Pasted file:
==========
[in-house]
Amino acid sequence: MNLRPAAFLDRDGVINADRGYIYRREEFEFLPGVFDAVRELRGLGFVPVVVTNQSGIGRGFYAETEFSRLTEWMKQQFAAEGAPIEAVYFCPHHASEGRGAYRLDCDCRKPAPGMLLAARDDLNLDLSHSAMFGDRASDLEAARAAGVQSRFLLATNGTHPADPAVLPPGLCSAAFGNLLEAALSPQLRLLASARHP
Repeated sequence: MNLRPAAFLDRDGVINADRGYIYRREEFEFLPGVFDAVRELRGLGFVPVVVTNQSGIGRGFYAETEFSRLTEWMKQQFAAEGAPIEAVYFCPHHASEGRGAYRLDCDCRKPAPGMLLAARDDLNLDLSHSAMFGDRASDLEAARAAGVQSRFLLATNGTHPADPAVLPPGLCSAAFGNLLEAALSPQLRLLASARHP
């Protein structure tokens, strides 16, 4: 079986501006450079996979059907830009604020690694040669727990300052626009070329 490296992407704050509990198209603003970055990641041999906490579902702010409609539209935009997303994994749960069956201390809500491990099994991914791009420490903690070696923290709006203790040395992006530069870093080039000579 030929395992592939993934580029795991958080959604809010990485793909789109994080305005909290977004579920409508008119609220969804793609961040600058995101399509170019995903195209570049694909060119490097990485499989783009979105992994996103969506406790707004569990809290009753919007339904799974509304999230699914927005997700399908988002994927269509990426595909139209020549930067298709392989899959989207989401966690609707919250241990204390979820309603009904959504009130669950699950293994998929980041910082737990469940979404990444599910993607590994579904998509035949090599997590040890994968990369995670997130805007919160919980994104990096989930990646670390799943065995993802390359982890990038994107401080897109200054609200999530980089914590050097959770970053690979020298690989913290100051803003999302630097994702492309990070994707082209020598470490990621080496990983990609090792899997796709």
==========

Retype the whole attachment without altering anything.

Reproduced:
[in-house]
Amino acid sequence: MNLRPAAFLDRDGVINADRGYIYRREEFEFLPGVFDAVRELRGLGFVPVVVTNQSGIGRGFYAETEFSRLTEWMKQQFAAEGAPIEAVYFCPHHASEGRGAYRLDCDCRKPAPGMLLAARDDLNLDLSHSAMFGDRASDLEAARAAGVQSRFLLATNGTHPADPAVLPPGLCSAAFGNLLEAALSPQLRLLASARHP
Repeated sequence: MNLRPAAFLDRDGVINADRGYIYRREEFEFLPGVFDAVRELRGLGFVPVVVTNQSGIGRGFYAETEFSRLTEWMKQQFAAEGAPIEAVYFCPHHASEGRGAYRLDCDCRKPAPGMLLAARDDLNLDLSHSAMFGDRASDLEAARAAGVQSRFLLATNGTHPADPAVLPPGLCSAAFGNLLEAALSPQLRLLASARHP
């Protein structure tokens, strides 16, 4: 079986501006450079996979059907830009604020690694040669727990300052626009070329 490296992407704050509990198209603003970055990641041999906490579902702010409609539209935009997303994994749960069956201390809500491990099994991914791009420490903690070696923290709006203790040395992006530069870093080039000579 030929395992592939993934580029795991958080959604809010990485793909789109994080305005909290977004579920409508008119609220969804793609961040600058995101399509170019995903195209570049694909060119490097990485499989783009979105992994996103969506406790707004569990809290009753919007339904799974509304999230699914927005997700399908988002994927269509990426595909139209020549930067298709392989899959989207989401966690609707919250241990204390979820309603009904959504009130669950699950293994998929980041910082737990469940979404990444599910993607590994579904998509035949090599997590040890994968990369995670997130805007919160919980994104990096989930990646670390799943065995993802390359982890990038994107401080897109200054609200999530980089914590050097959770970053690979020298690989913290100051803003999302630097994702492309990070994707082209020598470490990621080496990983990609090792899997796709």